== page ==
As Eileen Kelleher waited in a pre-surgical suite at New Milford Hospital to meet the doctor who was about to open up her abdomen, an uneasy feeling came over the longtime nurse.
The operation would be the second in just over a year by Dr. Cameron Brown to treat Kelleher's crippling back pain. But this procedure would first require cutting into her belly to expose her vertebrae — and that surgery would be done by someone she didn't know: Dr. Ramon A. Mabasa.
Kelleher had faith in Dr. Brown. But not in Dr. Mabasa.
"After I met Dr. Mabasa, I said to my husband: 'Let's go. I don't want the surgery.' I didn't like him," she said.
Her husband, Dominick, talked her into going through with the operation — a decision he has regretted ever since.
During the 6 1/2 -hour procedure, Mabasa nicked an iliac artery supplying blood to Kelleher's legs, and later misdiagnosed the problem when recovery room nurses found her left leg to be pale, numb and pulseless.
Hours passed without medical intervention. And days later, the 59-year-old who loved to garden, roll around on the floor with her dog, Tabitha, and take long walks, was given the grim news: Her leg had been starved for blood too long, and would have to be amputated above the knee.
Although New Milford Hospital recently paid Kelleher $5.25 million for the June 2005 mishap, the hospital did not report the case to the state Department of Public Health as an adverse event. And the state did not investigate Kelleher's surgery until more than two years later, after the hospital took action on its own to keep Mabasa out of its operating rooms.
During that time, Mabasa botched at least three more operations, state investigators later concluded, including a failed colostomy that ultimately required the surgical removal of a patient's vagina, according to health department documents.
Mabasa, 72, received his medical degree in 1963 from the University of the East Ramon Magsaysay Memorial Medical Center in the Philippines, and still practices in New Milford. He did not respond to requests for comment.
Although New Milford Hospital's investigation led Mabasa to resign in April 2007, the state health department has allowed him to keep his license, but only on a limited basis. The doctor who specialized in abdominal surgeries is now confined to office-based procedures, such as removing ingrown toenails.
But on June 6, 2005, Mabasa was in surgical scrubs, leading Eileen Kelleher's lengthy operation. As she was recovering in the intensive care unit, nurses noticed her left leg had no pulse or color. Mabasa was called around 9 p.m., but did not return to the hospital until midnight, according to medical notes cited in a lawsuit Kelleher filed. Mabasa examined Kelleher's leg and, without tests, concluded that she was merely having an arterial spasm. He ordered more intravenous fluids and went home.
It wasn't until 8:30 the next morning — nearly 12 hours after nurses first recognized a problem with Kelleher's leg — that Mabasa and Brown ordered a CT scan, which showed the iliac artery had been cut and blood was filling Kelleher's stomach cavity.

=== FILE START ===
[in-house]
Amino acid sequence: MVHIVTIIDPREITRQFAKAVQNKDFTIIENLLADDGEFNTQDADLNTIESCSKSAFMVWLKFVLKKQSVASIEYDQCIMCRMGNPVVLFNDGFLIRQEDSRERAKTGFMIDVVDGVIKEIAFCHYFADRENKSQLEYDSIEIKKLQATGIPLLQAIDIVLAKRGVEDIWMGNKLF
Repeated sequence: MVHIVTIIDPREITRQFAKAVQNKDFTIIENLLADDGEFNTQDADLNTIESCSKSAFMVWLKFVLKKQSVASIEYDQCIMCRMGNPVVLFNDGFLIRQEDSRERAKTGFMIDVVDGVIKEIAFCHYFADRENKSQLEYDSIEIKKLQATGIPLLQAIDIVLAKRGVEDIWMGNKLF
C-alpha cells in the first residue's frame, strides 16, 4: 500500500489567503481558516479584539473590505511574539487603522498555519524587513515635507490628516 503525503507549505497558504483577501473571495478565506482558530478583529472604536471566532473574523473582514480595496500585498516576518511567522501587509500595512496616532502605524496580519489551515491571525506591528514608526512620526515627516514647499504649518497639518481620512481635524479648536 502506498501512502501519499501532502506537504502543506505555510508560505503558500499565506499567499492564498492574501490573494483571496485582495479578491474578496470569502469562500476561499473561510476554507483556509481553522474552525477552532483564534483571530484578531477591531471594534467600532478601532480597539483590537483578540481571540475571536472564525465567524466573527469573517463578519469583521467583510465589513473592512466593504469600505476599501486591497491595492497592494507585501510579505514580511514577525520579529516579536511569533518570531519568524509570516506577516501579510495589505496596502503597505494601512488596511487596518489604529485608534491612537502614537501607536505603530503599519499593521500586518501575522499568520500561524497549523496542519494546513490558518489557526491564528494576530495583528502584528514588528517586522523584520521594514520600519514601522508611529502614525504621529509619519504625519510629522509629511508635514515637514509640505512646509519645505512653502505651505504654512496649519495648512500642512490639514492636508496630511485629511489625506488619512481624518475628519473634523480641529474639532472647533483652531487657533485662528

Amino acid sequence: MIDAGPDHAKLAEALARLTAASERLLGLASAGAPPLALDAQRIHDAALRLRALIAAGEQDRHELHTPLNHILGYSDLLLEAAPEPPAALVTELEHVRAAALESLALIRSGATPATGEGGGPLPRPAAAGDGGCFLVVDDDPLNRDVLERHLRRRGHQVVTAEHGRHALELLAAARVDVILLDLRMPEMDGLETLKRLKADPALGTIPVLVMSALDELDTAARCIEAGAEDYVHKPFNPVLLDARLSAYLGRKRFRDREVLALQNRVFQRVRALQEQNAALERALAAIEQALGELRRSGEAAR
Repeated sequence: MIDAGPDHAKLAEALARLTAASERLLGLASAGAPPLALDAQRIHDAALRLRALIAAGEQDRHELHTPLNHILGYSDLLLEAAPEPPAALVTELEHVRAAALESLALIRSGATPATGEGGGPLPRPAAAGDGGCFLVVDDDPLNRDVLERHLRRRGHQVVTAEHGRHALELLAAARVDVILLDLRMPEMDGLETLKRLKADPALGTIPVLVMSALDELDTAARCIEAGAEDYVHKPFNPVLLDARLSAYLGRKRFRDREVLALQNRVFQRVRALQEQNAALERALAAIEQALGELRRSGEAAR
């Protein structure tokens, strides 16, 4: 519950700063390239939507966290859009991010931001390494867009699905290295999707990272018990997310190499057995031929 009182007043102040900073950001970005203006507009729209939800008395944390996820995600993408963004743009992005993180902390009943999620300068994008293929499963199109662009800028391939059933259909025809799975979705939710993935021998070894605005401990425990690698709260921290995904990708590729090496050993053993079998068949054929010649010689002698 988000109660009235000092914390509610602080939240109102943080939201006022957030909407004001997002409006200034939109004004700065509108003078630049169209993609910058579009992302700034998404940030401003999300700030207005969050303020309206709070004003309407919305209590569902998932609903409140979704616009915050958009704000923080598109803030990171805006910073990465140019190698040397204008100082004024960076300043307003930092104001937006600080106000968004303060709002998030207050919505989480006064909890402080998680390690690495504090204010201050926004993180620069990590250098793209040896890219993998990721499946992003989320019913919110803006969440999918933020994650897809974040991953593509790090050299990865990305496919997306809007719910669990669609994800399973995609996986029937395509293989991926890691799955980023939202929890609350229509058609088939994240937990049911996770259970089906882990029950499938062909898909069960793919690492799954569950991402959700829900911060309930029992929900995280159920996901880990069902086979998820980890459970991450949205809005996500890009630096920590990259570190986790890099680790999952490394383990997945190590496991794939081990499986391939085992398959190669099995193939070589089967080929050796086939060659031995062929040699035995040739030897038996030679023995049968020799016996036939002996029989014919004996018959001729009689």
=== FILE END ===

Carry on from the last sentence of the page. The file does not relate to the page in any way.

With no vascular surgeon on staff, hospital personnel summoned Life Star to airlift Kelleher to Hartford Hospital for emergency surgery.
A still-groggy Kelleher wasn't quite sure what was happening.
"I remember being in the helicopter because I asked them for a Coca-Cola," Kelleher said. "I couldn't imagine why I was in a helicopter. But I was so thirsty."
When Dominick arrived at Hartford Hospital, doctors explained that Eileen was in a medically induced coma and that she might lose her left leg. When he asked to see his wife, the doctor told him he was standing right next to her bed.
"She's on this bed and she looked like the Goodyear blimp," he said, explaining why he did not recognize his wife. "She had no expressions on her face whatsoever. All she had was two dots for her nose and two dots for her eyes. No lips or nothing. Just blown up like a balloon."
Kelleher was in a coma for seven days. When she awoke, she looked down at her lifeless, colorless leg and knew something was horribly wrong.
"I said, ooh boy. This doesn't look good. Couldn't move it. No feeling. Nothing," she said.
Dominick knew the prognosis first, but could not bear to tell his wife. Instead, Eileen remembers a doctor coming to her bedside to break the difficult news.
"She said, 'Eileen, I'm going to have to remove your leg. I've scheduled surgery for tomorrow.' I said, 'No. No. I've got to think about this. I've got to talk it over with my family. But we are not doing surgery tomorrow,'" Kelleher said.
But Kelleher soon realized that there were no other options; it was either lose part of the leg or risk other complications that could kill her.
"I'm too young to die. I got a lot of things I want to do," Eileen Kelleher said she told her husband. "Now I got a bucket list. Did you see that movie? I got a bucket list now, I'll tell you. I got one."
Her bucket list includes buying a van with a wheelchair lift, taking a cruise to Jamaica and buying a house in Florida near her daughter.
Kelleher has a prosthetic leg, but for now is unable to wear it because her abdominal muscles are too weak. She still has a hole in her stomach covered with mesh that she has to keep from getting infected. She can no longer work as a nurse.
Even now, four years after losing her leg, there are times she forgets it's gone and tries to walk on it, only to fall. Recently, she got out of bed to use a commode, and simply forgot that she is an amputee.
"Well, I stood up and I didn't hang on to anything. And yeah, my one leg will support me, but then I went to turn because I'm thinking this leg here is going to help me. And down I went," she said. "I cry. I still cry, when I think of things I can't do that I used to do."Copyright © 2014, The Baltimore Sun